Life expectancy in Angola is estimated to be 53 years–almost 20 years lower than the world average. While the prevalence of HIV/AIDS within Angola is relatively low compared to other sub-Saharan African countries, there are a number of diseases in Angola that require continued international aid and attention:
The World Health Organization is currently planning to launch emergency vaccination campaigns against yellow fever in Angola in response to a vaccine shortage. The CDC has placed the current outbreak of the disease at level two out of three, which encourages the public to practice enhanced precautions. Those who have not been vaccinated against yellow fever are discouraged from visiting Angola.
Yellow fever is spread through mosquitos and develops three to six days following contact. The CDC reports that only 15 percent of those who are infected present serious symptoms. Yellow fever can also cause mild symptoms such as fever, headaches and nausea. However, severe cases of the illness can be fatal: it is estimated that 347 people have died due to yellow fever in Angola since December.
Symptoms of malaria include fever, nausea, vomiting and other flu-like symptoms. Severe or untreated malaria can lead to various health complications such as organ failure and even death.
Malaria causes almost half of under-five deaths in Angola, making it a major problem within the country. UNICEF has distributed 44,000 mosquito nets throughout Angola that have been effective in warding off the disease.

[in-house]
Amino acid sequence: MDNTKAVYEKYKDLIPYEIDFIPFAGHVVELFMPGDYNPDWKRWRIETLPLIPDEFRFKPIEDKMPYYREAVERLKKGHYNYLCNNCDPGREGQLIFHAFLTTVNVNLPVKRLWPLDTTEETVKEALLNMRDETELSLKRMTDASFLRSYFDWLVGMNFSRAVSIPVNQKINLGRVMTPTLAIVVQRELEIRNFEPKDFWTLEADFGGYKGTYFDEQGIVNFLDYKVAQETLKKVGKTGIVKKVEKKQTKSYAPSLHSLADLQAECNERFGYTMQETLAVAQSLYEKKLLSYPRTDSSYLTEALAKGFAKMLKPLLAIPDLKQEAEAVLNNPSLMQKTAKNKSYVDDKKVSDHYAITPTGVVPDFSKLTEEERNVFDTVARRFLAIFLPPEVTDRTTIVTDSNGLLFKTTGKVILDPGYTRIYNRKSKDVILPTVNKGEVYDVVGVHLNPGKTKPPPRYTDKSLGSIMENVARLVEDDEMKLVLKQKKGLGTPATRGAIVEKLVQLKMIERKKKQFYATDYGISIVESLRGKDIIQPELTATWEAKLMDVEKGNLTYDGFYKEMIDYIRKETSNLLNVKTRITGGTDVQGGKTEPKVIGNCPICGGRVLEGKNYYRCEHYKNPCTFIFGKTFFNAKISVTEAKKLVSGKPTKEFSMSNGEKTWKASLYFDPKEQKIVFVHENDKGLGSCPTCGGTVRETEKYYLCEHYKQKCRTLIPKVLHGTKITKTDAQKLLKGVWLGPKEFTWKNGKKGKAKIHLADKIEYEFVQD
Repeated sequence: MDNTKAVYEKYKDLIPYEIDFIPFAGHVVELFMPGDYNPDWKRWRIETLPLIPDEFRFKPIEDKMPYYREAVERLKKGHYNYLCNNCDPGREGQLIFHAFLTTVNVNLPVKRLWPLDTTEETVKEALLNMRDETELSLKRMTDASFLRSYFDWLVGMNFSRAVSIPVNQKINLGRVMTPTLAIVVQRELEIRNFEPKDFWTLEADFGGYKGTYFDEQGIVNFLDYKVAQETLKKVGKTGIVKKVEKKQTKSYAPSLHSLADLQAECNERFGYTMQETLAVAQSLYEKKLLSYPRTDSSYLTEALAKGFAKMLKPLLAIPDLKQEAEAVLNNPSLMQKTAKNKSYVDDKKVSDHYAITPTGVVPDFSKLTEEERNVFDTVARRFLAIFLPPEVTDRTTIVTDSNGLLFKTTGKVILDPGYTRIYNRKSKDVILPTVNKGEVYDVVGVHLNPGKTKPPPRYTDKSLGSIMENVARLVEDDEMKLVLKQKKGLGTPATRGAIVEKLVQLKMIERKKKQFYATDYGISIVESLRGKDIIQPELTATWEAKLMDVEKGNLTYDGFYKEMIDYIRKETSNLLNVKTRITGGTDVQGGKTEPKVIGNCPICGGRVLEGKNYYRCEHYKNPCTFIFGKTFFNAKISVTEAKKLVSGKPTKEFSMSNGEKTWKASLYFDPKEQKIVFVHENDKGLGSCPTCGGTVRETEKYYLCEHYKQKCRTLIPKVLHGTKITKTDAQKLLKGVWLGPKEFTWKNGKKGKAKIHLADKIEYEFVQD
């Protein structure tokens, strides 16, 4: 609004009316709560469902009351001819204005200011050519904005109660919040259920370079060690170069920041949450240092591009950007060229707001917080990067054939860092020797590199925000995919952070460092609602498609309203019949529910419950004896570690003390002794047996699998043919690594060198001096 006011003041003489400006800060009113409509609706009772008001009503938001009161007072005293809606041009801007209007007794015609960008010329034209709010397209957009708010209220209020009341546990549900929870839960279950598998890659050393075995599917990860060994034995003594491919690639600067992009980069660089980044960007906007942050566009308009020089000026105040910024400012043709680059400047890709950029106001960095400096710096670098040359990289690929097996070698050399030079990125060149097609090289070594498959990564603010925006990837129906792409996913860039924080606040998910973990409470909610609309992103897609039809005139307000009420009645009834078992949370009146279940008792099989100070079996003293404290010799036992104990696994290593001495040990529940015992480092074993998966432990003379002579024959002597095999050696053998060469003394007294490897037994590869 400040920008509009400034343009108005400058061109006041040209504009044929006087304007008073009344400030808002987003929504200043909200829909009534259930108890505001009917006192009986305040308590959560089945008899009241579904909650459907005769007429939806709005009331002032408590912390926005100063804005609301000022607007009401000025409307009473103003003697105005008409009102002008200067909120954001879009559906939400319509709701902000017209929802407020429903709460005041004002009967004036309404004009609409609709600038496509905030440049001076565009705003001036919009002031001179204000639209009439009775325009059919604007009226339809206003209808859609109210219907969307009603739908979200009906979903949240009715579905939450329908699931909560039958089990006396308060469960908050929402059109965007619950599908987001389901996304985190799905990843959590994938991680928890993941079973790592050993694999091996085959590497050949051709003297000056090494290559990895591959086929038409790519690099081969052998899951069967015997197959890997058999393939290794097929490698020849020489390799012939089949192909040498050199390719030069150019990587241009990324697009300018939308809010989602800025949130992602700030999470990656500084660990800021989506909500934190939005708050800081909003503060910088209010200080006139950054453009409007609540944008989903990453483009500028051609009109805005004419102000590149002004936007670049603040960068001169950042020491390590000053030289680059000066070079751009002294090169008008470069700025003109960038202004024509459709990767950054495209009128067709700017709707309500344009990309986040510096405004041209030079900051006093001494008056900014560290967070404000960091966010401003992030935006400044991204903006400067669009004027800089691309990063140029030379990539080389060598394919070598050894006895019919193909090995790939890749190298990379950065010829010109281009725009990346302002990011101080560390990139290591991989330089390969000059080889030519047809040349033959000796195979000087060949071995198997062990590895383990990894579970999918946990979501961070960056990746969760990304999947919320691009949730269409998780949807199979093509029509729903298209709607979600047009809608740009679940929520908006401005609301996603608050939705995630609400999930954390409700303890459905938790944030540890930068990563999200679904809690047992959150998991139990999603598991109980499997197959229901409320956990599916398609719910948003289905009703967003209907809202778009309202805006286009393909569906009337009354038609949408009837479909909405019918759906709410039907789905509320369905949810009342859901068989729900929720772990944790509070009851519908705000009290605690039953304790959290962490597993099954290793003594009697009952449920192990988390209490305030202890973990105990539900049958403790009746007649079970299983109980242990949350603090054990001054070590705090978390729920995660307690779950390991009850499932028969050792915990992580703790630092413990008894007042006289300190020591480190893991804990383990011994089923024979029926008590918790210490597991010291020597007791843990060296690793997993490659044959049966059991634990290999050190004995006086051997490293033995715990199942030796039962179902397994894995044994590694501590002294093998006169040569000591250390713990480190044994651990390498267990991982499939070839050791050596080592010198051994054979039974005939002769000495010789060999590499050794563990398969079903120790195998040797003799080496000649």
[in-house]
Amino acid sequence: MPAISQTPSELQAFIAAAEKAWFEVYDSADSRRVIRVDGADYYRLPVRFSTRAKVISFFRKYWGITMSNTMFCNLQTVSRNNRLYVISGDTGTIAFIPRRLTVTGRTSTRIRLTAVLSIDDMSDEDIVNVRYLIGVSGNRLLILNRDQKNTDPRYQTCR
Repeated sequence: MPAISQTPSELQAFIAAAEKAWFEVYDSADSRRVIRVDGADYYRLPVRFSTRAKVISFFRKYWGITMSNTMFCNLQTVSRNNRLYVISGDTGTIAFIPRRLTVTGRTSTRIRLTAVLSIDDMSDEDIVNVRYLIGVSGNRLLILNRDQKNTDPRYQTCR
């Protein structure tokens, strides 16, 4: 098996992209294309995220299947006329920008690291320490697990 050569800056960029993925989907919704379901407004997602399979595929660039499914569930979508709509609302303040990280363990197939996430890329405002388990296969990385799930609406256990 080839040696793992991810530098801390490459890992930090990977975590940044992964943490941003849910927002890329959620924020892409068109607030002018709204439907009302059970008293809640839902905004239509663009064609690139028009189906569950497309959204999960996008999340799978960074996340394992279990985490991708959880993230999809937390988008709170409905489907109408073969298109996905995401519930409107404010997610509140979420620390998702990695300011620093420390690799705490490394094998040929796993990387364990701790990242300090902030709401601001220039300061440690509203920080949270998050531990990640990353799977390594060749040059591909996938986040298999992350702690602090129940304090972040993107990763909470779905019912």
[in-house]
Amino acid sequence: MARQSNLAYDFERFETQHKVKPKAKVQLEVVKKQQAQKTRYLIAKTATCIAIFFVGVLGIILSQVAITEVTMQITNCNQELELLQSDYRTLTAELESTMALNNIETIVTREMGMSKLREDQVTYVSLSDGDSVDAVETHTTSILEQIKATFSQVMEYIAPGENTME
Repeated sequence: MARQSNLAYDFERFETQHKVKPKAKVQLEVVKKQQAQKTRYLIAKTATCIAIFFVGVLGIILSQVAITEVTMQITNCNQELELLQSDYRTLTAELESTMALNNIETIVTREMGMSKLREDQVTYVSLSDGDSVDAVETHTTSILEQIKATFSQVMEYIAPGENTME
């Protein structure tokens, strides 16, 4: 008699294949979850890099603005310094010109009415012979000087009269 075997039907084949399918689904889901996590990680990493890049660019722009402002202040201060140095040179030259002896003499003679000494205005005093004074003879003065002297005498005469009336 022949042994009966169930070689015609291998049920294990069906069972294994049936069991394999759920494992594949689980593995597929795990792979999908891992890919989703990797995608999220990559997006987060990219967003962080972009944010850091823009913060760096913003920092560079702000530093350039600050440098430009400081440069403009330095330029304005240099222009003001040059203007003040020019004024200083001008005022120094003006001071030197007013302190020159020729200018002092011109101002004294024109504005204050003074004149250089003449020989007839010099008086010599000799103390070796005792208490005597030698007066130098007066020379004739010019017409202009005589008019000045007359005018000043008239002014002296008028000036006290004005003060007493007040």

Typhoid Fever and Hepatitis A
Typhoid Fever and Hepatitis A are transmitted through contaminated food or water. In Angola, over nine million people do not have access to safe drinking water, which contributes to the prevalence of typhoid and other water-based illnesses. While these diseases are endemic to the country, those who travel to Angola should get vaccinated prior to entering Angola.
USAID and WaterAid are currently involved in Angola in an effort to increase safe water access. Through community and government level involvement, there is hope for a decrease in the prevalence of water-born diseases.
With continued support from the World Health Organization, UNICEF, USAID, WaterAid and the greater international community, the prevalence of these and other fatal diseases in Angola can be reduced significantly.
– Saroja Koneru